We got some interesting ideas on how to build on this progress. We're working on a new initiative to help more African Americans and other minorities become business owners. My administration is joined with the Urban League, the Business Roundtable, the Ewing Marion Kauffman Foundation and others to create what we call the Urban Entrepreneur Partnership. I think it's a smart idea. This partnership will develop one-stop economic empowerment centers in many of our nation's poorest communities. In other words, we're trying to reach out and help people understand what it means to become a small business owner, through training and access to financing contracts for minority entrepreneurs. And the first pilot center will open next Monday in Kansas City and will serve as a model for the rest of the nation. I hope Black Expo, in its leadership position, will take a look at these kind of programs. I think you're going to find it really interesting.
Listen, the entrepreneurial spirit is strong in the African American community. It's strong. There's a lot of great business leaders today, and there's a lot of would-be great business leaders tomorrow, just with some help. And what I'm telling you is, through good economic policy and through good social policy, this administration, working with others, is willing to help. We want more people owning their own business.
And we want more people owning their own homes. I like the idea of home ownership, and I hope you do, as well. Three years ago, I set a goal of creating 5.5 million new minority home owners by the end of this decade. And we're getting results. We've already added 2.3 million new homeowners, minority homeowners, putting us ahead of schedule. Today, nearly half of all African Americans own their own homes. And that's good for our country. (Applause.)
And there's more we can do. We're going to provide down payment assistance for families; counseling for new home buyers. I don't know if you've ever seen one of those contracts, but the print is really small. We need to help people. Perhaps a good project for Black Expo is to join with Alphonso Jackson and the Housing of Urban Development to help people understand what's in the print so it doesn't -- that small print doesn't frighten them off from becoming a first-time home buyer.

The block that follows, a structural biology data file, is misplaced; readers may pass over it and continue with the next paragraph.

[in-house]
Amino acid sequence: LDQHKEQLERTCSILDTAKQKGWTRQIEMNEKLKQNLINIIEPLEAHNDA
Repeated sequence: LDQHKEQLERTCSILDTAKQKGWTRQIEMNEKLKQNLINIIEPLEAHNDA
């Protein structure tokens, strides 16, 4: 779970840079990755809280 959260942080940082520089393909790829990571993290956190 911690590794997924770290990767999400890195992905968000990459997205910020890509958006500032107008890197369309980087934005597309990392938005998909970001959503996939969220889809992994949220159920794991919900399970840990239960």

I believe we ought to have tax credits to encourage construction of more affordable housing in low-income areas. See, what I want is more and more people from all walks of life, including our African Americans, opening up the door where they live and saying, welcome to my home; welcome to my piece property. (Applause.)
And I believe -- I believe that we also got to expand ownership through our retirement system. We got a problem in Social Security. If you've retired, you have nothing to worry about, you're going to get your check. Believe me, there's enough money there for you. It's just for the younger folks coming up. You're going to be paying -- you're going to be paying payroll taxes into a system that simply cannot sustain itself. It's going broke. I know some in Washington don't like to hear that. They kind of wish the issue would go away. It's not going away. In my judgment, now is the time to address it. The job of the President is to confront problems, not pass them on to future Presidents or future generations. (Applause.) And we got a problem.
I put some ideas out there. I hope both Republicans and Democrats forget politics for once in Washington, D.C. and focus on what's good for the younger folks in America. (Applause.) But I got another idea to make the system work better. I think younger workers ought to be allowed to take some of their own money and set it aside in a personal savings account that they can call their own. Now, this isn't a new idea. See, this isn't a new idea. I wasn't the one who thought about it. Guess who thought about it first? Members of the United States Congress. See, they get to have their own retirement system, and so do federal employees. And you can invest some of your own money, if you so choose, in a conservative mix of bonds and stocks, so you get a good rate of return on your money over time. See, it's your money; you get to watch it grow. My idea is this: If this idea is good enough for members of the United States Congress, it's good enough for working people all across the United States of America. (Applause.)
To ensure that the promise of America reaches all of our citizens, we must do more to improve the safety of our most troubled neighborhoods. It is difficult for a young person to study and to learn and grow in the midst of violence, addiction and despair. So we're fighting the scourge of drugs that destroys lives and wounds families and tears our community apart. We're aggressively prosecuting drug dealers and gun criminals. We're after them. You expect us to enforce the law; we're enforcing the law -- because we don't believe people should be allowed to commit crimes with guns. And people ought not to be allowed to sell drugs on the streets. And as a result, violent crime is at its lowest point in 30 years. (Applause.)
As we work to combat crime and keep our streets safe, we must assure our criminal justice system is fair and effective. Americans of all races and backgrounds must be able to trust the legal system. They must be able to trust it so that no person is held to account for a crime he or she did not commit. We're dramatically expanding the use of DNA evidence to prevent wrongful conviction. See, progress for African Americans and, for that matter, all Americans, depends on the full protection of civil rights and equality under the law. (Applause.)